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Councils offer discounts to ratepayers

Since the beginning of the year, most councils have been offering between 30 and 50 percent discounts to residents who are their biggest debtors.

As a Zanu PF campaign tool towards the 2013 harmonised elections then Local Government minister Ignatius Chombo wrote off water and utility debts for ratepayers.

The cancellation of debts resulted in several local authorities losing a lot of revenue which resulted in the worsening of service delivery.

Since then all councils have not yet managed to recover from the write-off since their own debts to their creditors were not covered under the debt scrapping.

The latest local authority to jump on the discounts bandwagon is Chitungwiza Municipality which began offering 30 percent discounts last week.

According to their council spokesperson Lovemore Meya the discounts are for residents with balances of $150 and below as of August 31, with the promotion running until November 30.

Currently, the local authority is owed $71,657 million as of August 21 and they owe their creditors $76,839 million as of July 21.

In March, Ruwa Local Board embarked on a 30 to 50 percent discount regime on all the money they are owed.

According to the Board if a customer paid 70 percent of their arrears, the board would write-off the remaining 30 percent instantly.

Ruwa Local Board also stated that for all those who did not have arrears and were current with their bills, the local authority would offer them 50 percent discounted bill for the next three months.

Despite giving a discount, according to the finance directors’ forum Ruwa is among the few local authorities with a high revenue collection rate of nearly 80 percent.

In April Harare City Council which is owed over $750 million gave a 30 percent discount to ratepayers arguing that the incentive was meant to recover some of the money owed to the local authority.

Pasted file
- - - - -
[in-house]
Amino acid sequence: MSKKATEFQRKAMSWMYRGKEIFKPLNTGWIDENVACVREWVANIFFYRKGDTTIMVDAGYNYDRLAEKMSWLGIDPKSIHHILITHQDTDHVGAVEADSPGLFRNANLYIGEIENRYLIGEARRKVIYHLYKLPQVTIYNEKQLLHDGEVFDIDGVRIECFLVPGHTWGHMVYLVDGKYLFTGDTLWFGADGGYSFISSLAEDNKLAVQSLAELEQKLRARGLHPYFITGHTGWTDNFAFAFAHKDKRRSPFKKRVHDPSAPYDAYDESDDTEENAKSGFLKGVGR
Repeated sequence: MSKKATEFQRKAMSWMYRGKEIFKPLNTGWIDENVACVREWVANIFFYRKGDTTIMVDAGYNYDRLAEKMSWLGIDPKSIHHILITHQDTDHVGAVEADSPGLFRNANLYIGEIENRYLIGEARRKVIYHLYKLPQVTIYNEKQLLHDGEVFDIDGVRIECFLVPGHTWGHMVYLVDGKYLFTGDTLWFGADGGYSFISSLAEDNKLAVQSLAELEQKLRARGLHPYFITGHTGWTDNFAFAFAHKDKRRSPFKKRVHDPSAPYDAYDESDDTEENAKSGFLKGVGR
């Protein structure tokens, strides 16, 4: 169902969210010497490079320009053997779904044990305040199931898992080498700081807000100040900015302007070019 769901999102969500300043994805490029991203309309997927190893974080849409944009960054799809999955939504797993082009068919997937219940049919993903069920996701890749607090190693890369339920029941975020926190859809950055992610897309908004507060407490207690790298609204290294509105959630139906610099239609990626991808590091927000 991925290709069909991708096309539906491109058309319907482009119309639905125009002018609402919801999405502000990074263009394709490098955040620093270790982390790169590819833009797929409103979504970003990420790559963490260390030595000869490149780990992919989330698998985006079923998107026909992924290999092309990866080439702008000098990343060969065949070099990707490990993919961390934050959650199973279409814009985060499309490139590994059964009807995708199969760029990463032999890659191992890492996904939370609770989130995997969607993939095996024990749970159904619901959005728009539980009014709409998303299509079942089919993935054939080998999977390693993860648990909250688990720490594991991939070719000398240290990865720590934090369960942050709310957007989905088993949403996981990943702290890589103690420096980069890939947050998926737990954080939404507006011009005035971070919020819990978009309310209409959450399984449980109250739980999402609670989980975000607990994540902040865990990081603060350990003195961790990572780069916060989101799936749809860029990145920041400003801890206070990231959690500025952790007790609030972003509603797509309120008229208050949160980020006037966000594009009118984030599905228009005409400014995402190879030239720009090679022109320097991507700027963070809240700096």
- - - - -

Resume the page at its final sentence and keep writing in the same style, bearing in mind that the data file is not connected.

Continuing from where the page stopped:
Only recently they started giving another discount of 50 percent which residents, however, are arguing is not being implemented despite full payment of the debt.

In May, Kadoma City Council (KCC) started offering discounts of between 30 and 40 percent to its residents who clear their debts.

KCC which is owed more than $33 million by its ratepayers resolved last year to engage debt collectors to recover the money.

Discounts Kadoma had earlier offered of up to 40 percent being offered by the city did not yield any results as some residents still failed to clear their debts.

Municipality of Chinhoyi in June resolved during a full council meeting to start awarding 30 percent discounts as an incentive for residents to pay.

“The incentive is meant to encourage clearance of utility bills by all residents and corporates.

“For every dollar paid, the customer will be credited with dollar plus thirty cents incentive,” Chinhoyi town clerk Maxwell Kaitano said.

Zimbabwe Local Government Association president Bernard Manyenyeni is on record arguing that while local authorities have a mandate to provide services, ratepayers also have to pay.

He said the only problem comes when residents pay for the services that are not delivered to them by the councils.
“Services such as water and refuse do not come for free.

“Water needs to be treated first before it goes to the ratepayers. With such services come responsibilities which unfortunately the ratepayers have to take upon themselves,” Manyenyeni said.

According to a report by the We Pay You Deliver Consortium, the biggest deterrent to financial viability in local authorities remains debtors.

In a report by the Consortium Harare, Bulawayo, Masvingo, Gweru and Mutare are owed more than $1 billion.

The Consortium argues that unless councils stopped providing services to and billing premises and businesses that had closed, it would continue costing the local authorities for wasted resources.

“Between 2015 and 2016, debtors for all the 5 cities increased by 24 percent ($148 947 193). At the same time, Harare recorded the highest increase in debtors (32 percent) while Gweru recorded a decrease in debtors by 34 percent.

Local authorities need to introspect and understand major debtors. For instance, there is no economic reason in continuing billing businesses or premises that have since closed.”

“The ability of a local authority to provide services depends on the revenue it collects. This is the basic fundamental fact that residents, business and government need to appreciate.

“A debt clearance strategy should therefore be pursued by local authorities. It remains the duty of Residents Associations or Civil Society Organisations to inculcate a sense of responsibility in citizens so that they honour their obligations to local authorities,” read part of the Consortiums report. Daily News.